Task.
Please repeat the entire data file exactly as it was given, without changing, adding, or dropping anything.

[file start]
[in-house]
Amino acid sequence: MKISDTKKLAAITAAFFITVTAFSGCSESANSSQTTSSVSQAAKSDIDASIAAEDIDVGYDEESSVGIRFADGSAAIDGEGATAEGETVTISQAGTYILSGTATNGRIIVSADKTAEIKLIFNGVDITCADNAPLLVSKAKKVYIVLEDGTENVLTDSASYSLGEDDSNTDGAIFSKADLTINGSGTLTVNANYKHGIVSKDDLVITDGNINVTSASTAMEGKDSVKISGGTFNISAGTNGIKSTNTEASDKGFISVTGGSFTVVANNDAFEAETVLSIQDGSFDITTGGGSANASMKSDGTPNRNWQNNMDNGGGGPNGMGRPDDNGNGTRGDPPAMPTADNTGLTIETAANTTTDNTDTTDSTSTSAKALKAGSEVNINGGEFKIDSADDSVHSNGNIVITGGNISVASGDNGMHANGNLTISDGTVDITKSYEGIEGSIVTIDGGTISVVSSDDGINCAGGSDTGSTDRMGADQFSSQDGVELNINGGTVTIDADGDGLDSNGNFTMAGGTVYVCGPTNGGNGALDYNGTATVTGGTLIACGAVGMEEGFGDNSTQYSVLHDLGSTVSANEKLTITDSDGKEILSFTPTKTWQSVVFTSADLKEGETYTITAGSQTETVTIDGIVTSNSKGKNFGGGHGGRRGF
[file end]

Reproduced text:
[in-house]
Amino acid sequence: MKISDTKKLAAITAAFFITVTAFSGCSESANSSQTTSSVSQAAKSDIDASIAAEDIDVGYDEESSVGIRFADGSAAIDGEGATAEGETVTISQAGTYILSGTATNGRIIVSADKTAEIKLIFNGVDITCADNAPLLVSKAKKVYIVLEDGTENVLTDSASYSLGEDDSNTDGAIFSKADLTINGSGTLTVNANYKHGIVSKDDLVITDGNINVTSASTAMEGKDSVKISGGTFNISAGTNGIKSTNTEASDKGFISVTGGSFTVVANNDAFEAETVLSIQDGSFDITTGGGSANASMKSDGTPNRNWQNNMDNGGGGPNGMGRPDDNGNGTRGDPPAMPTADNTGLTIETAANTTTDNTDTTDSTSTSAKALKAGSEVNINGGEFKIDSADDSVHSNGNIVITGGNISVASGDNGMHANGNLTISDGTVDITKSYEGIEGSIVTIDGGTISVVSSDDGINCAGGSDTGSTDRMGADQFSSQDGVELNINGGTVTIDADGDGLDSNGNFTMAGGTVYVCGPTNGGNGALDYNGTATVTGGTLIACGAVGMEEGFGDNSTQYSVLHDLGSTVSANEKLTITDSDGKEILSFTPTKTWQSVVFTSADLKEGETYTITAGSQTETVTIDGIVTSNSKGKNFGGGHGGRRGF